Since ancient times Khortytsia has attracted people. The first settlers appeared on the island during the Paleolithic and Mesolithic, as evidenced by the finds of flint products of that period. Archaeological research indicates the settlement of the island and the surrounding area in the Neolithic-Eneolithic (7th-3rd millennium BC). Since then, traces of the stay of people on the island have been left in every historical period.

In the Bronze Age (3rd-2nd millennium BC), there were agricultural tribes who left behind numerous settlements, a site with stone fortifications, burials and places of worship – sanctuaries. In 2005, during archaeological excavations (at the site of the construction of the new bridge pylons over the Dnipro) on the east coast of the island, the archaeologists discovered the oldest remains of a stone building in Zaporizhzhya region, which is more than 3.5 thousand years old.

In the 7th century BC – 3rd century AD the nomadic Iranian-speaking peoples had been staying in the southern part of modern Ukraine: Cimmerians, Scythians and Sarmatians. Scythians appeared on Khortytsia in the 6th century BC and left numerous monuments: mounds, burial grounds, a powerful fortified settlement on Sovutina rock (the only island Scythian settlement explored!). The archaeological finds of that period include the Scythian sword – acinaces, exquisite jewelry of Scythian women, amphorae, Greek coins.

The early Slavic period of Khortytsia (from the 2nd century AD) is represented by separate monuments of Chernyakhov culture discovered by archaeologists on Baida island and in the ravine Korneychikha. Since 4th century various Türkic tribes had passed through the Khortytsia steppes: Huns (4th-5th centuries), Avars (from the 5th century), Khazars (8th-9th centuries), Pechenegs (9th-11th centuries), Polovtsy (11th – beginning of 13th century), Tatar-Mongols (13th-15th centuries). On the top of the island the ancient peoples left mounds with stone sculptures – Kurgan stelae. Altogether in the 19th century there were 129 mounds of different ages, but only about thirty of them have survived to this day. The early written mention of the island is found in the treatise of the Byzantine emperor Constantine Porphyrogenitus “On the management of the empire” (952). According to the emperor’s description, after the difficult passage of the merchant flotilla through the Dnipro rapids, the Rus passed the Krariy crossing (later it was called Kichkass crossing) and stopped on the island of St. George (the ancient name of the island, in other translations – St. Gregory): “They (the Rus) bring their donations on this island: there is a huge oak tree… “.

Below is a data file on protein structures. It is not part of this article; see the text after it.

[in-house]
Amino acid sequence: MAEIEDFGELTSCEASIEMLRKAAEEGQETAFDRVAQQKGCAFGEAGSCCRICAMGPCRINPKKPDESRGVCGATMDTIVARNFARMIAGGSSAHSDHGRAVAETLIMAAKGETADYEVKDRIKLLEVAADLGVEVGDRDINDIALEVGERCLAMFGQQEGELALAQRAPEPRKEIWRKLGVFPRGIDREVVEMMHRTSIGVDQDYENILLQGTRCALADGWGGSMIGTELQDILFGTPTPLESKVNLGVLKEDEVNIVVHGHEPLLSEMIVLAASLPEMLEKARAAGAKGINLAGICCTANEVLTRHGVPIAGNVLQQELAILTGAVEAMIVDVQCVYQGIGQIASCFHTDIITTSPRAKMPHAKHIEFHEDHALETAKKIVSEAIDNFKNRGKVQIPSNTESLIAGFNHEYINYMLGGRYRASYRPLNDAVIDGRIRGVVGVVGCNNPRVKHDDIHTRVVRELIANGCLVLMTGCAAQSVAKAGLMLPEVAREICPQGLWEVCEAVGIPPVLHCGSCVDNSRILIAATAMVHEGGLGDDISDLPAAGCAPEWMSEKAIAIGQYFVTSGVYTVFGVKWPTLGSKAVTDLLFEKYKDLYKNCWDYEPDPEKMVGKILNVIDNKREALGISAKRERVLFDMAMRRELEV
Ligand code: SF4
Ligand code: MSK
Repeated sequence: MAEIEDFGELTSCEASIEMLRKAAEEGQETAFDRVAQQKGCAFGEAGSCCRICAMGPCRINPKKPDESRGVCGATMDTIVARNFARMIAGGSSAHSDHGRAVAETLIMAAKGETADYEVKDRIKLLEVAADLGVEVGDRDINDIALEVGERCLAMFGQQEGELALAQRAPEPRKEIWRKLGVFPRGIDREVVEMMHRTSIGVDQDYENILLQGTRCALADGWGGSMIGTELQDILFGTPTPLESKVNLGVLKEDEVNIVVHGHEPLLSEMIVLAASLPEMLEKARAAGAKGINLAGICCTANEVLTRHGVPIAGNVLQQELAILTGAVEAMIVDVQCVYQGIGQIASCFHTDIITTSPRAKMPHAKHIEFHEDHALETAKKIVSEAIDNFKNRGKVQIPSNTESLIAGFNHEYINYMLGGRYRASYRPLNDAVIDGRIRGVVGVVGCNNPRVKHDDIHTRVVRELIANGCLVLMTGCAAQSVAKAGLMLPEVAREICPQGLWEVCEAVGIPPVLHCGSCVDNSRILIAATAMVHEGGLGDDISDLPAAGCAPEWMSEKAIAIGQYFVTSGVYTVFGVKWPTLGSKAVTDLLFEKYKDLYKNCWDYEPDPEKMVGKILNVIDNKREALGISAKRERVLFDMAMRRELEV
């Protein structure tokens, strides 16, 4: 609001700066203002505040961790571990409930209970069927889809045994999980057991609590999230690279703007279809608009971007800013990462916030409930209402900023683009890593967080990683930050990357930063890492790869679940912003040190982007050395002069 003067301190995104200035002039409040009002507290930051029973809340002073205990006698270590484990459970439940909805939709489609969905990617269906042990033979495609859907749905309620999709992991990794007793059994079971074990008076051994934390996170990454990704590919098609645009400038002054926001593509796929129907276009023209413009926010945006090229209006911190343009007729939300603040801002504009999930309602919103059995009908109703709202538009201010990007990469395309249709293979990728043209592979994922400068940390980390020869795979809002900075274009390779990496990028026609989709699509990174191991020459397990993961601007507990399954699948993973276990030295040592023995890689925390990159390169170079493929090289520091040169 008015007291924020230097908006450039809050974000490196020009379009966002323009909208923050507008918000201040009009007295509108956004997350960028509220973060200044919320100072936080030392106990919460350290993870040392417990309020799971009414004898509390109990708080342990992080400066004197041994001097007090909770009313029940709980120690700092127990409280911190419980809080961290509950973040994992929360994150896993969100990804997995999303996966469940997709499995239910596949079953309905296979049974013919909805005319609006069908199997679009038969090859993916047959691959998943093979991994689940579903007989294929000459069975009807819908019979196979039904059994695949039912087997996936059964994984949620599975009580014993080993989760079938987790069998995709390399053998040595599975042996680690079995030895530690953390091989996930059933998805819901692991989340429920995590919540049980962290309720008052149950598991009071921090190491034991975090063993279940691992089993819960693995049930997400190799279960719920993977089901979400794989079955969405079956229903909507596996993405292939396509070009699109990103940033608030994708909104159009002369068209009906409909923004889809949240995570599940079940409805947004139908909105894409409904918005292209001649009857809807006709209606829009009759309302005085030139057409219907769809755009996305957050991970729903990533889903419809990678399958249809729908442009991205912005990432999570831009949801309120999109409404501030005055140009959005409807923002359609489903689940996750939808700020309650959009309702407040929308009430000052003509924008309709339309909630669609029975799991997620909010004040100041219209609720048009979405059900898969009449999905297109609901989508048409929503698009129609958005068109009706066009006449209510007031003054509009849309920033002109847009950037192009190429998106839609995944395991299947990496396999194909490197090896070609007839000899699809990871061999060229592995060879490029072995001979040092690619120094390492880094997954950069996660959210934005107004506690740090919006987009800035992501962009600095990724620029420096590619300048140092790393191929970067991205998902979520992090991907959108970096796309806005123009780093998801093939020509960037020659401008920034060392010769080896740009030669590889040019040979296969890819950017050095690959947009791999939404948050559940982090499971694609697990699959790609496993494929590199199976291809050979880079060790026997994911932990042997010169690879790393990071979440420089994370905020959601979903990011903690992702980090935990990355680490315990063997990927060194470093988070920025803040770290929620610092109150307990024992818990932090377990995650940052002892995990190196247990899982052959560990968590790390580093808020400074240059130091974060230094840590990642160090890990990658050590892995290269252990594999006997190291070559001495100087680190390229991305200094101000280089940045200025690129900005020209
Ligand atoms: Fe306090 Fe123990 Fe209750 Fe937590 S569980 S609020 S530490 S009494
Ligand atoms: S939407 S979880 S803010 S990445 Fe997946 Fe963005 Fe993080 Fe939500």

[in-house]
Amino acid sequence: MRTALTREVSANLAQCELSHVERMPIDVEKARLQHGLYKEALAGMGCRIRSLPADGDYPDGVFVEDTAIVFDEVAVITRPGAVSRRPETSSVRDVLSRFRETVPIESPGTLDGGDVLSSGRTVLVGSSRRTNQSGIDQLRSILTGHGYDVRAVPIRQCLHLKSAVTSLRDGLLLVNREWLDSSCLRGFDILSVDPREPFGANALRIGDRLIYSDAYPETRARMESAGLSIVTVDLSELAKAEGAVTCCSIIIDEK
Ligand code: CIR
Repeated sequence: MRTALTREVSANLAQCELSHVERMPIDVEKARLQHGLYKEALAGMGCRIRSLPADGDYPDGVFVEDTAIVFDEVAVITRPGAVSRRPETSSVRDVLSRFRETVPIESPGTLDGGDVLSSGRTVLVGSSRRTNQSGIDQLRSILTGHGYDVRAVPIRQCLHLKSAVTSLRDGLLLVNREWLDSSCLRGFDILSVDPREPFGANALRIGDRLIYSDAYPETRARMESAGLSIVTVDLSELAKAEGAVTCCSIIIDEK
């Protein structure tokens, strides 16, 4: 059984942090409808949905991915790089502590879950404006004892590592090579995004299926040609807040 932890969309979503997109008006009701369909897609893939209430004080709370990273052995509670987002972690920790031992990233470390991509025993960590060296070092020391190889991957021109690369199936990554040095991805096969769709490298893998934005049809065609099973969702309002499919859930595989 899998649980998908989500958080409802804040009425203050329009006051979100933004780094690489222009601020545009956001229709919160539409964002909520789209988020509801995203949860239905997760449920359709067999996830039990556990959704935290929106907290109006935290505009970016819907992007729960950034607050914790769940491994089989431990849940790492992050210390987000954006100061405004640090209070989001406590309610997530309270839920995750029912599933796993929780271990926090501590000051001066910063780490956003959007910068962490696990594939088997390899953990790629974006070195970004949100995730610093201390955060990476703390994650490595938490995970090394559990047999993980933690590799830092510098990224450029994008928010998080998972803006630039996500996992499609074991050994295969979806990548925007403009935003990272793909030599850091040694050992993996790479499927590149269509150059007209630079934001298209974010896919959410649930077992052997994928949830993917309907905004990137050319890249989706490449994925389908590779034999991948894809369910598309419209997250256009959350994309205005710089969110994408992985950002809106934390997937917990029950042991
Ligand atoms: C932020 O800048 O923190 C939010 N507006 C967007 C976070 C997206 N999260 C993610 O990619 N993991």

In the days of Kievan Rus Khortytsia was visited by princes. According to “The Tale of Bygone Years”, the militant prince Svyatoslav Igorevich “The Brave” was killed off the coast of Khortytsia in the battle with the Pechenegs in the spring of 972. It is proved by the discovery of swords of that period in 1928 and in the fall of 2011. In the Kievan Rus chronicles of 1103 and 1190, the island was already mentioned under its modern name, as a gathering place for Rus troops before the battles with Polovtsy. According to “The Tale of Bygone Years”, in the spring of 1223, prince retinue gathered on Khortytsia before the tragic battle of the Kalka River with the Tatar-Mongols.

Since the 15th century, Khortytsia has been inextricably linked with the history of the Zaporozhzhya Kozaks. The Cherkassy starosta (community elder) Eustachy Daszkiewicz planned to create an outpost on the island to protect it from the Tatars. His work was continued by Prince Dmytro Vyshnevetsky. In the 50’s of the 16th century he built the “town” – the first Zaporozhzhya Sich on the island of Malaya Khortytsia (now Baida island). In the people’s memory Khortytsia is associated with the names of the Kozak leaders: Yacov Shakh, Petro Sahaidachny, Mark Zhmaylo, Ivan Sulima, Taras Tryasylo. In 1648 the army of Bohdan Khmelnitsky stayed there.